Time To Speak Out About The Silent Crisis - Years Of Work On Equal Pay And Gender Equality Under Threat
At its annual meeting, the European Federation of Public Service Unions’ (EPSU) Women and Gender Equality Committee, debated the impact that the economic crisis and the austerity policies being imposed by Governments across Europe are having on women workers in the public sector and on gender equality generally.
The meeting discussed the preliminary findings of EPSU commissioned research on the impact of public sector pay and job cuts on women in four countries , which show that the first wave of austerity measures has had a heavier burden on low paid public sector workers’ who, in the majority of European countries, are women.
Trade unions have been at the forefront of the long campaign to secure equality for women at work and have been instrumental in securing action to tackle the gender pay gap and other gender based inequalities both at European and national level. However, there are already indications that the financial and economic crisis and the subsequent focus on slashing public spending could roll back the important gains that have been achieved after many years of hard work.
The research found that despite the fact that women make up make up a large part of the public sector workforce, none of the Governments concerned had assessed the gender impact of their austerity measures to reduce public deficits. Gloria Mills, the President of the Women and Gender Equality Committee, said “this silent crisis is having a major impact on women - both in terms of the threats to their jobs and also the disproportionate impact on them of the cuts to public services and social security benefits, on which they and their families rely. We cannot tolerate this situation. It is time for working women to speak up and speak out and demand that Governments’ fulfill their legal and moral obligation to ensure that their policies do not set us back on the road to securing gender equality in the workplace and society in general”.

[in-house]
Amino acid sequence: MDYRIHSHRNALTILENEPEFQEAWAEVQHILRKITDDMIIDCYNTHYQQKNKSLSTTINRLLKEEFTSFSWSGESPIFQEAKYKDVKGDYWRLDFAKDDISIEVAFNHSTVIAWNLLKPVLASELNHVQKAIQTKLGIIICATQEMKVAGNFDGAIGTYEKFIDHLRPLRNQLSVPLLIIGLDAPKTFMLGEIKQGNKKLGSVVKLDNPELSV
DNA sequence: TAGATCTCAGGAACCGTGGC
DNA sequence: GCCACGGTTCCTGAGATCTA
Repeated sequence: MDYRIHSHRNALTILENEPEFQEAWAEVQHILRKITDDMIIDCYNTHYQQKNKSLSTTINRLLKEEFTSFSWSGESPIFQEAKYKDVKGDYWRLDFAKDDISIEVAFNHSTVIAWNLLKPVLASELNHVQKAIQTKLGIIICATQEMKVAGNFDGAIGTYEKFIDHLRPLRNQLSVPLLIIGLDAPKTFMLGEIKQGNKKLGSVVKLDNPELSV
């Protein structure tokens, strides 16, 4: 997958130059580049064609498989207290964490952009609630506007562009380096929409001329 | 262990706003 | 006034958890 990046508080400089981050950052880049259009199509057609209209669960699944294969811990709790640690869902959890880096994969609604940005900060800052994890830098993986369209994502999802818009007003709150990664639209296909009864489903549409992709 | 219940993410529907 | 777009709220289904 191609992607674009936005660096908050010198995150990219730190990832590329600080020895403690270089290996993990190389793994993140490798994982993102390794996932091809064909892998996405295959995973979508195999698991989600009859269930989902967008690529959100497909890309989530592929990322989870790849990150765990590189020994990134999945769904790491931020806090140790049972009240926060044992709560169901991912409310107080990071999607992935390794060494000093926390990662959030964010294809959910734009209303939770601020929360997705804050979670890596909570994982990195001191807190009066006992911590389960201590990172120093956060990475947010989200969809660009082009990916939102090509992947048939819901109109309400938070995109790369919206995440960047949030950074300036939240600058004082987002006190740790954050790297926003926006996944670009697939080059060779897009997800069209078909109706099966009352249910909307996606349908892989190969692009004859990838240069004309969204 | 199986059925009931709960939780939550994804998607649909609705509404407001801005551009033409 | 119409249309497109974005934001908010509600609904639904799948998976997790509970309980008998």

EPSU has criticized the shortsighted view shown by the European Governments, the European Union and the International Monetary Fund, whose policies are making workers pay for a crisis they did not cause. In July 2010, EPSU urged the European Commission to urgently carry out a gender equality impact assessment of the ongoing cuts in public services . Those please were ignored. The EPSU research suggests that those polices are indeed now having a disproportionate negative impact on women. The Committee endorsed the general EPSU position that there is an alternative to austerity – more progressive taxation and an alternative economic model which focuses on fairness and equality. It also echoed the concerns of the global trade union movement regarding the attack on trade union rights, particularly in relation to collective bargaining and the autonomy of the social partners.
The Europe 2020 Strategy and the European Commission’s Gender Equality Strategy 2010-2015 set out a number of commitments on increasing female participation in the labour market , improving gender equality and actions to close the gender pay gap . These commitments will be pie in the sky unless different policies are put into place.
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